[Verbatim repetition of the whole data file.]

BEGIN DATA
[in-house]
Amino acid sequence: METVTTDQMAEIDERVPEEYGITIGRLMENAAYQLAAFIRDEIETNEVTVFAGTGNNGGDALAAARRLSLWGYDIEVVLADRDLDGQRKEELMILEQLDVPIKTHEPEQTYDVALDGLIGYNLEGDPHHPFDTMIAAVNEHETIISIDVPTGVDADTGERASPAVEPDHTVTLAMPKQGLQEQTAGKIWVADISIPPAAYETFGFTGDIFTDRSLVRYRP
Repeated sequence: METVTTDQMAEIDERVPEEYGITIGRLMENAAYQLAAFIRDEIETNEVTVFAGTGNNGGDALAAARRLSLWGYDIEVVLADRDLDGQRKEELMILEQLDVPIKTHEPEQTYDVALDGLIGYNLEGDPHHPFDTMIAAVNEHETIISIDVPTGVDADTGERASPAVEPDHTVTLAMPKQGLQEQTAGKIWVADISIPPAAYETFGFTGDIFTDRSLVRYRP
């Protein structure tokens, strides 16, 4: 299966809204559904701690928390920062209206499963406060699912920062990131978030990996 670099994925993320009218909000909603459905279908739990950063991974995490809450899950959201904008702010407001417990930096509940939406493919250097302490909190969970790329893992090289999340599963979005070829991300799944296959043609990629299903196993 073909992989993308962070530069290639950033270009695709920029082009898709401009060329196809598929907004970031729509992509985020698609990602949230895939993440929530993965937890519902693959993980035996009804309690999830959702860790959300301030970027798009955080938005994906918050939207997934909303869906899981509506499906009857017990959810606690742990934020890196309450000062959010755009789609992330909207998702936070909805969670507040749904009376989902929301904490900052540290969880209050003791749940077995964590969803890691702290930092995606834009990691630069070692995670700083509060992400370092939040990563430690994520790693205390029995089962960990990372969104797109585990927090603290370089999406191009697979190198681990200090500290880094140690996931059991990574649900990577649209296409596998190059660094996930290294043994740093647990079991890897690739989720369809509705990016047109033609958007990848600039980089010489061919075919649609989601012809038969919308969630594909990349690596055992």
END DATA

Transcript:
[in-house]
Amino acid sequence: METVTTDQMAEIDERVPEEYGITIGRLMENAAYQLAAFIRDEIETNEVTVFAGTGNNGGDALAAARRLSLWGYDIEVVLADRDLDGQRKEELMILEQLDVPIKTHEPEQTYDVALDGLIGYNLEGDPHHPFDTMIAAVNEHETIISIDVPTGVDADTGERASPAVEPDHTVTLAMPKQGLQEQTAGKIWVADISIPPAAYETFGFTGDIFTDRSLVRYRP
Repeated sequence: METVTTDQMAEIDERVPEEYGITIGRLMENAAYQLAAFIRDEIETNEVTVFAGTGNNGGDALAAARRLSLWGYDIEVVLADRDLDGQRKEELMILEQLDVPIKTHEPEQTYDVALDGLIGYNLEGDPHHPFDTMIAAVNEHETIISIDVPTGVDADTGERASPAVEPDHTVTLAMPKQGLQEQTAGKIWVADISIPPAAYETFGFTGDIFTDRSLVRYRP
């Protein structure tokens, strides 16, 4: 299966809204559904701690928390920062209206499963406060699912920062990131978030990996 670099994925993320009218909000909603459905279908739990950063991974995490809450899950959201904008702010407001417990930096509940939406493919250097302490909190969970790329893992090289999340599963979005070829991300799944296959043609990629299903196993 073909992989993308962070530069290639950033270009695709920029082009898709401009060329196809598929907004970031729509992509985020698609990602949230895939993440929530993965937890519902693959993980035996009804309690999830959702860790959300301030970027798009955080938005994906918050939207997934909303869906899981509506499906009857017990959810606690742990934020890196309450000062959010755009789609992330909207998702936070909805969670507040749904009376989902929301904490900052540290969880209050003791749940077995964590969803890691702290930092995606834009990691630069070692995670700083509060992400370092939040990563430690994520790693205390029995089962960990990372969104797109585990927090603290370089999406191009697979190198681990200090500290880094140690996931059991990574649900990577649209296409596998190059660094996930290294043994740093647990079991890897690739989720369809509705990016047109033609958007990848600039980089010489061919075919649609989601012809038969919308969630594909990349690596055992």